MetalBite Review by Felix on 4/29/2019 9:25:57 PM
At the end of the eponymous debut of Disciples of the Void, the unforgotten, almighty Quorthon (R.I.P.) raises from the ashes. The epic cover version is a little bit confusing, because the self-composed material does not really match the Viking era of the Swedish idol. However, let's start in a more logical way and let me introduce this duo from Finland. Like many other formations, projects and lone wolfs, the guys want to go back in time. Death to false (black) metal - let's regain its true essence.
The dramatic intro sets the stage and gives us the opportunity to feed the lions with some Christians, but sorry, don't count on me. I fail due to a lack of criminal energy. However, regardless of my lethargy, the first regular track makes clear that Disciples of the Void do not love experiments. Their fast-paced opener reveals influences of those veterans who combined a very harsh foundation with atmospheric (keyboard) sounds. I am not speaking of Dimmu Borgir, but heroes like Troll or early Emperor come back to life. You have read correctly: early Emperor! So now you should know that we are having a really great debut here. Hymnal lines, triumphant sounds, insane screams and mysterious spoken parts are overshadowed by an omnipresent darkness. "Dominion", the opener, sets the course and further tracks follow in an impressive manner, for example the furious "Per Aspera Ad Noctem".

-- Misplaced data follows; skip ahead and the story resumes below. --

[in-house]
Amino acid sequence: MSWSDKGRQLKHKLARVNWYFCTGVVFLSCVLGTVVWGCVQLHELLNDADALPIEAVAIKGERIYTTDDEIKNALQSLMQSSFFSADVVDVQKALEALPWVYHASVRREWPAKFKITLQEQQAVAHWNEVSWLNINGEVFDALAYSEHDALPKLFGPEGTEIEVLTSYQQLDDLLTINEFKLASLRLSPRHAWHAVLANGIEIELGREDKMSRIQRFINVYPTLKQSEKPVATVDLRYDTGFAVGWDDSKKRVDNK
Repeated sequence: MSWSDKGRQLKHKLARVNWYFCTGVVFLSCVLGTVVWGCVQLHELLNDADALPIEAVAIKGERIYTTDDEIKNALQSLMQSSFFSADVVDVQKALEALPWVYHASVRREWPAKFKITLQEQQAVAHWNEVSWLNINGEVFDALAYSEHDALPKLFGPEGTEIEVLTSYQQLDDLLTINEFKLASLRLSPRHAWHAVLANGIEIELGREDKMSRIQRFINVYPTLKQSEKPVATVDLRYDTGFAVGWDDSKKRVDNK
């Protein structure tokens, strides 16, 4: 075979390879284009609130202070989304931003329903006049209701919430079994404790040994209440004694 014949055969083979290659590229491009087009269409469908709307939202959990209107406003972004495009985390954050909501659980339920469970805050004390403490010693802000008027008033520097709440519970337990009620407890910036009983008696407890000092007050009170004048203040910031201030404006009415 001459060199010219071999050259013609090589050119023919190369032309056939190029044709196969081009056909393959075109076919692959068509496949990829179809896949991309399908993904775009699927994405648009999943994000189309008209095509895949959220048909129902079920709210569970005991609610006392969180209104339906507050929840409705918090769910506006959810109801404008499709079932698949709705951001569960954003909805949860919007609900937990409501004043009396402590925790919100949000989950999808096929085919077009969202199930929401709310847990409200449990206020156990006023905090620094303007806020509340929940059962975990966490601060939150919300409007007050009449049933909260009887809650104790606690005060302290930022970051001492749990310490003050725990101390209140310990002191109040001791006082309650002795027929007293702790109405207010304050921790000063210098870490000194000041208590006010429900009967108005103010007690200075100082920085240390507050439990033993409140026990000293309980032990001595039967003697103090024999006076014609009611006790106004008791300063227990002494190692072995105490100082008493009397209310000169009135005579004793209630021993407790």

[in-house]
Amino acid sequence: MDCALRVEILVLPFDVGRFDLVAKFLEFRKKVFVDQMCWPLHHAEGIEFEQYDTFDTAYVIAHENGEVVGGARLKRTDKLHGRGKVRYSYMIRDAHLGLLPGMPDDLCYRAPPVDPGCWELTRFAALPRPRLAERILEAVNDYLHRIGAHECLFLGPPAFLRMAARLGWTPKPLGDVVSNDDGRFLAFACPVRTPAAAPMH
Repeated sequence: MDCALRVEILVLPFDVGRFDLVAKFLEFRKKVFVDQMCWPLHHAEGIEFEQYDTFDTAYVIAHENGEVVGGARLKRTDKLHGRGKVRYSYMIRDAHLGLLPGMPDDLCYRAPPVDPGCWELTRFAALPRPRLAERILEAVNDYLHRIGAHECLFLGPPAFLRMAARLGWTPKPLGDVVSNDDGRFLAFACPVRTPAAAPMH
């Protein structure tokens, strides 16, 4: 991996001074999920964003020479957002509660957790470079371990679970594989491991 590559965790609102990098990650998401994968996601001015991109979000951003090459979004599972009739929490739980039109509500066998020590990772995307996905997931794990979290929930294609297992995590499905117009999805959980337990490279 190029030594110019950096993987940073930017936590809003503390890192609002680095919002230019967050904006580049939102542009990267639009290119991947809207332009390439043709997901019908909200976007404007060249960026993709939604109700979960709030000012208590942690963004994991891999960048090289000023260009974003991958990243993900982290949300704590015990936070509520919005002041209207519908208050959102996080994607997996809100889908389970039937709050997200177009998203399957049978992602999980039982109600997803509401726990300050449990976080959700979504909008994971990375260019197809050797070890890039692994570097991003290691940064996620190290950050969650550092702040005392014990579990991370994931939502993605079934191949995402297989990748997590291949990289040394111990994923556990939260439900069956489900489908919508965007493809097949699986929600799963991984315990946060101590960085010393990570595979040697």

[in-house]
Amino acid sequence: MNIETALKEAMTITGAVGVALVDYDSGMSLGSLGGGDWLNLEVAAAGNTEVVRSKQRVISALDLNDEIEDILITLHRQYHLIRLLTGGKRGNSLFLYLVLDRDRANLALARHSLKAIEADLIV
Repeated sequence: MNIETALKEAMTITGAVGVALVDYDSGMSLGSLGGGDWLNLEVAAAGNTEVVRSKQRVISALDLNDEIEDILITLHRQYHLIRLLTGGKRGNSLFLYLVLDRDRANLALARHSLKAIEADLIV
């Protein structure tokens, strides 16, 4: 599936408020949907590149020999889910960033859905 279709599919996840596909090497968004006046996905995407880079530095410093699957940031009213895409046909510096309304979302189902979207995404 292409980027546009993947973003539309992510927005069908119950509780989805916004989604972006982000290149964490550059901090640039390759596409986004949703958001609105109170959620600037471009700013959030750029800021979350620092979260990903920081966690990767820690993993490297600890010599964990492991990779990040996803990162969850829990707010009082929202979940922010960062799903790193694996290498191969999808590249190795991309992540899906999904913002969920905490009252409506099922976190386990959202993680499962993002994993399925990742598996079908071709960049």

In addition to the aforementioned bands, I have to drop names like Limbonic Art or even Forteresse. These pretty different bands have one thing in common with the here presented band, because they also connect mind-blowing, rapid guitars with overflowing keyboard sounds. Disciples of the Void manage cleverly to integrate the more or less harmonic elements without losing the smallest grain of harshness. Only the calm break in "Heirs of the Wormwood" does not convince and lowers the impact of the actually extremely vicious number. But debutants have the right to fail from time to time and yes, all that glitters are not gold. Instead of presenting the Bathory adaption no. 2.966, they would had been well advised to offer one or two further own pieces.
Having that said, the net playtime of roughly 28 minutes indicates a slight lack of substance and that's a pity, because the songs themselves speak a completely different language. Disciples of the Void show in a quite impressive manner that they are able to create an adequate storm of blackness and their music profits from an equally adequate production which lacks neither density nor atmosphere. No doubt, the obviously eternally fertile Finnish underground has spat out its next ominous creature which deserves our attention. I am pretty sure that even Quorthon in Valhalla lends them an ear.
Rating: 8 out of 10